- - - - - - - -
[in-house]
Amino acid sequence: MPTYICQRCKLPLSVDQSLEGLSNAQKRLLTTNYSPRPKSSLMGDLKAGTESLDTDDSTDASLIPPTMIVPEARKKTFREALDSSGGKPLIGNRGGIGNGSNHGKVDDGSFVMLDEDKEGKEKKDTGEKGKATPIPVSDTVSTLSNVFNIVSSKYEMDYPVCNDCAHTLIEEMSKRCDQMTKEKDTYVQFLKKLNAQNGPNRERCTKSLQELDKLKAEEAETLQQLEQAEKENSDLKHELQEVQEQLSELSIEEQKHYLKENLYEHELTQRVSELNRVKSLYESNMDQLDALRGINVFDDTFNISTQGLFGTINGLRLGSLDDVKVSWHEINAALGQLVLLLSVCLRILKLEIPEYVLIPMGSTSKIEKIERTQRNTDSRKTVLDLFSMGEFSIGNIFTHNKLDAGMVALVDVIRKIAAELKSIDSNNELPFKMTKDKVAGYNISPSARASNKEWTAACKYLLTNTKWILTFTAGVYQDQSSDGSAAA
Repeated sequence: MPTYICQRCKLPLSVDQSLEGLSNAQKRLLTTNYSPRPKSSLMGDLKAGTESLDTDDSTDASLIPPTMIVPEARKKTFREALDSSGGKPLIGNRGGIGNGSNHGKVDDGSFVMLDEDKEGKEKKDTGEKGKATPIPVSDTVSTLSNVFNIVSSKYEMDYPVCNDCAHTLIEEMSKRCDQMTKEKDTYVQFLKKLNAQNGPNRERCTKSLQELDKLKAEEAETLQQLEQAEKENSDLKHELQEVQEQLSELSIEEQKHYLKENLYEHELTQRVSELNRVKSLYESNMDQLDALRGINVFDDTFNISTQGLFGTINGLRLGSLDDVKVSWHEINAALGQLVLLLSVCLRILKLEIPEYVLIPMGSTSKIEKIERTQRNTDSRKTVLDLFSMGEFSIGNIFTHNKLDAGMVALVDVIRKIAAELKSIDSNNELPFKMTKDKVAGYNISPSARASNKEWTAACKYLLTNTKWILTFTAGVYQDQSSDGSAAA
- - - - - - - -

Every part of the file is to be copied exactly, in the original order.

[in-house]
Amino acid sequence: MPTYICQRCKLPLSVDQSLEGLSNAQKRLLTTNYSPRPKSSLMGDLKAGTESLDTDDSTDASLIPPTMIVPEARKKTFREALDSSGGKPLIGNRGGIGNGSNHGKVDDGSFVMLDEDKEGKEKKDTGEKGKATPIPVSDTVSTLSNVFNIVSSKYEMDYPVCNDCAHTLIEEMSKRCDQMTKEKDTYVQFLKKLNAQNGPNRERCTKSLQELDKLKAEEAETLQQLEQAEKENSDLKHELQEVQEQLSELSIEEQKHYLKENLYEHELTQRVSELNRVKSLYESNMDQLDALRGINVFDDTFNISTQGLFGTINGLRLGSLDDVKVSWHEINAALGQLVLLLSVCLRILKLEIPEYVLIPMGSTSKIEKIERTQRNTDSRKTVLDLFSMGEFSIGNIFTHNKLDAGMVALVDVIRKIAAELKSIDSNNELPFKMTKDKVAGYNISPSARASNKEWTAACKYLLTNTKWILTFTAGVYQDQSSDGSAAA
Repeated sequence: MPTYICQRCKLPLSVDQSLEGLSNAQKRLLTTNYSPRPKSSLMGDLKAGTESLDTDDSTDASLIPPTMIVPEARKKTFREALDSSGGKPLIGNRGGIGNGSNHGKVDDGSFVMLDEDKEGKEKKDTGEKGKATPIPVSDTVSTLSNVFNIVSSKYEMDYPVCNDCAHTLIEEMSKRCDQMTKEKDTYVQFLKKLNAQNGPNRERCTKSLQELDKLKAEEAETLQQLEQAEKENSDLKHELQEVQEQLSELSIEEQKHYLKENLYEHELTQRVSELNRVKSLYESNMDQLDALRGINVFDDTFNISTQGLFGTINGLRLGSLDDVKVSWHEINAALGQLVLLLSVCLRILKLEIPEYVLIPMGSTSKIEKIERTQRNTDSRKTVLDLFSMGEFSIGNIFTHNKLDAGMVALVDVIRKIAAELKSIDSNNELPFKMTKDKVAGYNISPSARASNKEWTAACKYLLTNTKWILTFTAGVYQDQSSDGSAAA